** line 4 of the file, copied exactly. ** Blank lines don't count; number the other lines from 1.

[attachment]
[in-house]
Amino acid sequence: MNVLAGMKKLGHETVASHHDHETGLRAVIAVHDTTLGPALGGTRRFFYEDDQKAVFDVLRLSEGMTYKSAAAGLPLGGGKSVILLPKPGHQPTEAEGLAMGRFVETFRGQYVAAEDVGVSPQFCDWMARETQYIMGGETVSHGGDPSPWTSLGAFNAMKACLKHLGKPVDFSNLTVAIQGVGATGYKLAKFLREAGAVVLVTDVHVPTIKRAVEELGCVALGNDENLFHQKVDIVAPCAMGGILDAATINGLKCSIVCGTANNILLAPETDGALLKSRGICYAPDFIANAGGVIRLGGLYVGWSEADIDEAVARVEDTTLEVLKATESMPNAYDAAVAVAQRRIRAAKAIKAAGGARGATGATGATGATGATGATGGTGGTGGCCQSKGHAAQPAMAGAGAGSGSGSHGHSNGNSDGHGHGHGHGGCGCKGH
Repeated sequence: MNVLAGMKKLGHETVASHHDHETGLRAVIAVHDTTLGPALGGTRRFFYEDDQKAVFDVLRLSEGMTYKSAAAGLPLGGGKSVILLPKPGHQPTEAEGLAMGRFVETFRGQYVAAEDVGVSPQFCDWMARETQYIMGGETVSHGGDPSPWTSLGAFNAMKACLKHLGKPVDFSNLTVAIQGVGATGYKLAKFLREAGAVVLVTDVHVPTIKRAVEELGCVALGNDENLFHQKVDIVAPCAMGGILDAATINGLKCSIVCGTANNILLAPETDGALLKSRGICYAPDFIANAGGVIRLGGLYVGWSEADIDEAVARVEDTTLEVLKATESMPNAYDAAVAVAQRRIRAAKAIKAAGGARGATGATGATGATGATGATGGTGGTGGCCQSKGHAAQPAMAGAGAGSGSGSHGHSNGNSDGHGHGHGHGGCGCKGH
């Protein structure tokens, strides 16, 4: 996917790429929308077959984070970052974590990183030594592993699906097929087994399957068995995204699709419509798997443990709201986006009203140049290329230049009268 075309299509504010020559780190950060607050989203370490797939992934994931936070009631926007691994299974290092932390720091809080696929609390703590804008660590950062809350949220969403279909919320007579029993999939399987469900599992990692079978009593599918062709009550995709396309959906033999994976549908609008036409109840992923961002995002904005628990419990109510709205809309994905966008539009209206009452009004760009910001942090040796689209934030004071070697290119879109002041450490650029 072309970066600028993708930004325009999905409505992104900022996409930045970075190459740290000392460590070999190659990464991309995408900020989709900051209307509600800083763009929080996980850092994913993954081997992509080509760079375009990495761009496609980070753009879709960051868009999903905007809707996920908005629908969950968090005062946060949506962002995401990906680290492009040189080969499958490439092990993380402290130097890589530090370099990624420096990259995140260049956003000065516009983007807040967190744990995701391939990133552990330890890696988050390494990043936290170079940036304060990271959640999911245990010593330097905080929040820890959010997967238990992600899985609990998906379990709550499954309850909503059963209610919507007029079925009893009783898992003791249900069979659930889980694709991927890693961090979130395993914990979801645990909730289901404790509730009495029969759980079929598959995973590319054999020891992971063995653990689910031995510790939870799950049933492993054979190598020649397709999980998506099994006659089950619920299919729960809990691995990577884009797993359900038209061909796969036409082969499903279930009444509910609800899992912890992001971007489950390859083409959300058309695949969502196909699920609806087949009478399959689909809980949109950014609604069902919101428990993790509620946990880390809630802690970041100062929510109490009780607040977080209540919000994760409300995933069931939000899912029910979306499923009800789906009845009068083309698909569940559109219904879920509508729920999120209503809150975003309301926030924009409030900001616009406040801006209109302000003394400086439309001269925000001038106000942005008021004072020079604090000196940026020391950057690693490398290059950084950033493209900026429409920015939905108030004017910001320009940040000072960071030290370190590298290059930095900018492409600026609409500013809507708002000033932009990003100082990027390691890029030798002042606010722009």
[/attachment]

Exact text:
């Protein structure tokens, strides 16, 4: 996917790429929308077959984070970052974590990183030594592993699906097929087994399957068995995204699709419509798997443990709201986006009203140049290329230049009268 075309299509504010020559780190950060607050989203370490797939992934994931936070009631926007691994299974290092932390720091809080696929609390703590804008660590950062809350949220969403279909919320007579029993999939399987469900599992990692079978009593599918062709009550995709396309959906033999994976549908609008036409109840992923961002995002904005628990419990109510709205809309994905966008539009209206009452009004760009910001942090040796689209934030004071070697290119879109002041450490650029 072309970066600028993708930004325009999905409505992104900022996409930045970075190459740290000392460590070999190659990464991309995408900020989709900051209307509600800083763009929080996980850092994913993954081997992509080509760079375009990495761009496609980070753009879709960051868009999903905007809707996920908005629908969950968090005062946060949506962002995401990906680290492009040189080969499958490439092990993380402290130097890589530090370099990624420096990259995140260049956003000065516009983007807040967190744990995701391939990133552990330890890696988050390494990043936290170079940036304060990271959640999911245990010593330097905080929040820890959010997967238990992600899985609990998906379990709550499954309850909503059963209610919507007029079925009893009783898992003791249900069979659930889980694709991927890693961090979130395993914990979801645990909730289901404790509730009495029969759980079929598959995973590319054999020891992971063995653990689910031995510790939870799950049933492993054979190598020649397709999980998506099994006659089950619920299919729960809990691995990577884009797993359900038209061909796969036409082969499903279930009444509910609800899992912890992001971007489950390859083409959300058309695949969502196909699920609806087949009478399959689909809980949109950014609604069902919101428990993790509620946990880390809630802690970041100062929510109490009780607040977080209540919000994760409300995933069931939000899912029910979306499923009800789906009845009068083309698909569940559109219904879920509508729920999120209503809150975003309301926030924009409030900001616009406040801006209109302000003394400086439309001269925000001038106000942005008021004072020079604090000196940026020391950057690693490398290059950084950033493209900026429409920015939905108030004017910001320009940040000072960071030290370190590298290059930095900018492409600026609409500013809507708002000033932009990003100082990027390691890029030798002042606010722009």